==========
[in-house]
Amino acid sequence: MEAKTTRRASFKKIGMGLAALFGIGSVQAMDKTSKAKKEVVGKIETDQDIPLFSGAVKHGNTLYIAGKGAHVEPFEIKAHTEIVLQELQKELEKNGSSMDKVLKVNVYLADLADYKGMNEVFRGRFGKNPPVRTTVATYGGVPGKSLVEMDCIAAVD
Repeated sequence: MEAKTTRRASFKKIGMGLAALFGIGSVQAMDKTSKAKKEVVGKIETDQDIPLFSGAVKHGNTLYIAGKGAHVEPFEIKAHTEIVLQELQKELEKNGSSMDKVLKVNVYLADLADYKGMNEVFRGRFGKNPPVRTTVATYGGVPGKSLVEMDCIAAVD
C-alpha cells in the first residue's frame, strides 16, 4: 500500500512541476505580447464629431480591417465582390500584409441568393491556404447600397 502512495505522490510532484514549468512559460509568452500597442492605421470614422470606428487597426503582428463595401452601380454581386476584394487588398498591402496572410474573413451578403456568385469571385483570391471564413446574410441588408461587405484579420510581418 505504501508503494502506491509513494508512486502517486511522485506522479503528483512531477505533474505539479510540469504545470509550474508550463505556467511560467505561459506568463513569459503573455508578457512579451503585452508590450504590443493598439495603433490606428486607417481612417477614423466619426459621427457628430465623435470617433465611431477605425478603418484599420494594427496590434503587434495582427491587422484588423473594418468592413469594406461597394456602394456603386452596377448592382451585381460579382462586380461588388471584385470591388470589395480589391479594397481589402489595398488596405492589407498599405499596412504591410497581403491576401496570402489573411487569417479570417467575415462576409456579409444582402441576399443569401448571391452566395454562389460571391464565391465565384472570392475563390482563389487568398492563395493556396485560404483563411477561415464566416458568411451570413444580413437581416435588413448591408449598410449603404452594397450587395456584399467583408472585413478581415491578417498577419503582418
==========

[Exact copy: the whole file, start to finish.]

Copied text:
[in-house]
Amino acid sequence: MEAKTTRRASFKKIGMGLAALFGIGSVQAMDKTSKAKKEVVGKIETDQDIPLFSGAVKHGNTLYIAGKGAHVEPFEIKAHTEIVLQELQKELEKNGSSMDKVLKVNVYLADLADYKGMNEVFRGRFGKNPPVRTTVATYGGVPGKSLVEMDCIAAVD
Repeated sequence: MEAKTTRRASFKKIGMGLAALFGIGSVQAMDKTSKAKKEVVGKIETDQDIPLFSGAVKHGNTLYIAGKGAHVEPFEIKAHTEIVLQELQKELEKNGSSMDKVLKVNVYLADLADYKGMNEVFRGRFGKNPPVRTTVATYGGVPGKSLVEMDCIAAVD
C-alpha cells in the first residue's frame, strides 16, 4: 500500500512541476505580447464629431480591417465582390500584409441568393491556404447600397 502512495505522490510532484514549468512559460509568452500597442492605421470614422470606428487597426503582428463595401452601380454581386476584394487588398498591402496572410474573413451578403456568385469571385483570391471564413446574410441588408461587405484579420510581418 505504501508503494502506491509513494508512486502517486511522485506522479503528483512531477505533474505539479510540469504545470509550474508550463505556467511560467505561459506568463513569459503573455508578457512579451503585452508590450504590443493598439495603433490606428486607417481612417477614423466619426459621427457628430465623435470617433465611431477605425478603418484599420494594427496590434503587434495582427491587422484588423473594418468592413469594406461597394456602394456603386452596377448592382451585381460579382462586380461588388471584385470591388470589395480589391479594397481589402489595398488596405492589407498599405499596412504591410497581403491576401496570402489573411487569417479570417467575415462576409456579409444582402441576399443569401448571391452566395454562389460571391464565391465565384472570392475563390482563389487568398492563395493556396485560404483563411477561415464566416458568411451570413444580413437581416435588413448591408449598410449603404452594397450587395456584399467583408472585413478581415491578417498577419503582418